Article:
Frederiksen, L. (2016). Single service points in libraries: A review. Journal of Access Services, 13(2), 131-140. Retrieved from http://sfx.calstate.edu:9003/sanjose?ctx_ver=Z39.88-2004&url_ver=Z39.88-2004&ctx_enc=info%3Aofi%2Fenc%3AUTF-8&ctx_id=10_1&rft.auinit=L&rft.volume=13&rft.issn=1536-7967&rft.genre=article&rft.issue=2&rft.pages=131-140&rft.eissn=1536-7975&rfr_id=info%3Asid%2Fwww.exlibrisgroup.com%3Abx-menu&rft.stitle=J%20ACCESS%20SERV&rft.aufirst=Linda&rft_id=urn%3Abx%3A118986955&rft.atitle=Single%20service%20points%20in%20libraries%3A%20A%20review.&rft.aulast=Frederiksen&rft.jtitle=Journal%20of%20access%20services&rft.coden=JASOCV&rft.date=2016-04-01&rft.au=Frederiksen%2C%20Linda&rft.epage=140&rft.spage=131&rft.auinit1=L&rft.object_id=991042727100190&rft_dat=urn%3Abx%3A118986955&rft_val_fmt=info:ofi/fmt:kev:mtx:journal&sfx.previous_request_id=4843387
The authors discuss the implementation of single service initiatives being adapted in libraries to better manage resources (staff, budgets, etc). The single service model looks to provide one place where patrons can get help for almost all of their library needs. The model opposes traditional library set ups of separate units such as reference, circulation, tech support, etc. to offer a more centralized, integrated user experience. While smaller, public libraries have been using this model due to space limitations, recently medium to large academic and research libraries have begun adapting consolidated desks for many different reasons such as, re-design of space, merger of libraries, staff shortage or decreased budgets.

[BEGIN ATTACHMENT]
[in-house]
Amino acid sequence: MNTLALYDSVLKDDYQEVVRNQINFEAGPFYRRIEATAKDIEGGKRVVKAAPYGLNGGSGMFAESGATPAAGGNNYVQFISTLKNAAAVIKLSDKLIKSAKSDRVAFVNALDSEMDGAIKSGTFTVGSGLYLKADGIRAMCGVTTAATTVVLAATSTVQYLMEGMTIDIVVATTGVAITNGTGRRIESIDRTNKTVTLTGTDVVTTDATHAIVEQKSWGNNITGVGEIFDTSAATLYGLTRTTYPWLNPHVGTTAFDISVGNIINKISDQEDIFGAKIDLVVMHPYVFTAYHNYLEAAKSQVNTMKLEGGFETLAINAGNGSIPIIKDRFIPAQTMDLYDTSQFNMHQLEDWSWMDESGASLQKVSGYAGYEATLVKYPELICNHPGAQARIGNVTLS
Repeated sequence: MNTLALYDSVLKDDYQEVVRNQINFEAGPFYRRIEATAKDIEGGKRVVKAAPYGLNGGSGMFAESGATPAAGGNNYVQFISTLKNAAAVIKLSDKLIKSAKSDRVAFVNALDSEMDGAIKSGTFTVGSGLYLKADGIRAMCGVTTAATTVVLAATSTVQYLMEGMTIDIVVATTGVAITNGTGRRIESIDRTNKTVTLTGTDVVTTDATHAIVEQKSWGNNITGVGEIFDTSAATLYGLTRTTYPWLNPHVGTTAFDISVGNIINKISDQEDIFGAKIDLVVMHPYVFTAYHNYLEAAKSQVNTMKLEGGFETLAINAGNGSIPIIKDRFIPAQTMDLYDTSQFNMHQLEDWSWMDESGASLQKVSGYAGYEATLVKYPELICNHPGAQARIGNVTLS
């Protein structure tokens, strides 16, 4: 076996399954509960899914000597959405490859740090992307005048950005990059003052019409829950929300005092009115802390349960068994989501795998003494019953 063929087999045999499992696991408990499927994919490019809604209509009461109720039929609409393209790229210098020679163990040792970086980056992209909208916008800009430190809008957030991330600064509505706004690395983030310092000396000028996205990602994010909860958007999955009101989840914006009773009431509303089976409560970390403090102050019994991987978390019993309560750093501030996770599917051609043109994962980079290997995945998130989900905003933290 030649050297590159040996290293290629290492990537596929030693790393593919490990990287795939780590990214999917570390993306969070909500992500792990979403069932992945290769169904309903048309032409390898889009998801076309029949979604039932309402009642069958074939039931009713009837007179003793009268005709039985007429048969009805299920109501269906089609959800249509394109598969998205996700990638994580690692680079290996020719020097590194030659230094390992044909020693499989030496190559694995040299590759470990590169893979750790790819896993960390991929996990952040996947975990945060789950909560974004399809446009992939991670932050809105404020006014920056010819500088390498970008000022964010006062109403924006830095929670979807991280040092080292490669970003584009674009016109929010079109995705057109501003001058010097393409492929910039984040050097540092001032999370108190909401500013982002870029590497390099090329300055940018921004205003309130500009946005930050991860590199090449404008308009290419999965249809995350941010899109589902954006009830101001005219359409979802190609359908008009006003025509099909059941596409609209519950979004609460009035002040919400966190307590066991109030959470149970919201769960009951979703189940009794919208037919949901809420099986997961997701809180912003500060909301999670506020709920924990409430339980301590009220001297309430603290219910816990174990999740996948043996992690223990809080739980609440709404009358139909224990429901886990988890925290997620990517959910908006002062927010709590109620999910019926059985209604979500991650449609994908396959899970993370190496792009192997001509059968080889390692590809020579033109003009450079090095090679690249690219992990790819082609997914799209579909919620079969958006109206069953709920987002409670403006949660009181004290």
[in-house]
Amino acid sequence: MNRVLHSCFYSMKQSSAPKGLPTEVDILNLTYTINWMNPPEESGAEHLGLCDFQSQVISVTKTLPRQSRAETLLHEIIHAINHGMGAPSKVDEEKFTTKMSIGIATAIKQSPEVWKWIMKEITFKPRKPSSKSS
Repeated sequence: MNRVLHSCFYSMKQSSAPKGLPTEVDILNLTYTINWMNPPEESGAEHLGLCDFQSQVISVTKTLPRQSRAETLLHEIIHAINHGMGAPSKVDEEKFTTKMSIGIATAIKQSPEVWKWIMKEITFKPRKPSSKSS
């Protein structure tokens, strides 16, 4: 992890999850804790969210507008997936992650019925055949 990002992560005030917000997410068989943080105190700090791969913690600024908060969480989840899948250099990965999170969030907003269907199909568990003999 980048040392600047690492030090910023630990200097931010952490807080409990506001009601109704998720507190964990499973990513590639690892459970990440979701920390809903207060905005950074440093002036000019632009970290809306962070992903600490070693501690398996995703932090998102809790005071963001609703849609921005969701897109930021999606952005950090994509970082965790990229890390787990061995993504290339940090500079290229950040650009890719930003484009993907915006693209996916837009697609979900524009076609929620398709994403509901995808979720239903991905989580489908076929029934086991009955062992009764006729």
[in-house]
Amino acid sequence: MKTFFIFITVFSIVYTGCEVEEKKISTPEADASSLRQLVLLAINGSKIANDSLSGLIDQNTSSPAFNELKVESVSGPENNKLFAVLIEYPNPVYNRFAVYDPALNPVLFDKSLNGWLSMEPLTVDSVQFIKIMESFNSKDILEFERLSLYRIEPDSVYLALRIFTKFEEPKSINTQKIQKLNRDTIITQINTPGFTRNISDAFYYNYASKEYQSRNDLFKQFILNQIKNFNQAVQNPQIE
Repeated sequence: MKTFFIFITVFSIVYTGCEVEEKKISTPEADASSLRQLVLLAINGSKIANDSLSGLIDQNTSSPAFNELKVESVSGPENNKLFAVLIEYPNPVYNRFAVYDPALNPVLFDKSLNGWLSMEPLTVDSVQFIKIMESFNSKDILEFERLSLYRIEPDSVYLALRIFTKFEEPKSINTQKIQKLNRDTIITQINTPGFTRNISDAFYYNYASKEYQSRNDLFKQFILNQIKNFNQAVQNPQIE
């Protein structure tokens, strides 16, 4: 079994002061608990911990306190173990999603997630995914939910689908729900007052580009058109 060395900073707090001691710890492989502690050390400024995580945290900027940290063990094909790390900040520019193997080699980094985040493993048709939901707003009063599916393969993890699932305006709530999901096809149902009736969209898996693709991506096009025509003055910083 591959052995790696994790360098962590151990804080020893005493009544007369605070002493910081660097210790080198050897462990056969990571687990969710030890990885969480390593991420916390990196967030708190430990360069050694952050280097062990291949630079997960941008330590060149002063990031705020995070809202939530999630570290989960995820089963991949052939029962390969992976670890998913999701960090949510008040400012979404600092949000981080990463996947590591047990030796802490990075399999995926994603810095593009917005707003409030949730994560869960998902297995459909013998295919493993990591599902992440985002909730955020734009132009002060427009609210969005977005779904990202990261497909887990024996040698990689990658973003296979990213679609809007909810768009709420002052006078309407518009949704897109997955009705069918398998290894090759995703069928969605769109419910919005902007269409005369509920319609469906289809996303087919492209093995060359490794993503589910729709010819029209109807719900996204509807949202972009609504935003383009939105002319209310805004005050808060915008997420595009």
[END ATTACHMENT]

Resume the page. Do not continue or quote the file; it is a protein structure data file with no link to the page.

Some benefits to this model include a well cross-trained staff and their ability to answer and assist patrons and a clarified service point which reduces confusion to patrons about where to get information. The authors provide suggestions and actual library examples on the best ways to successfully implement this increasing popular model.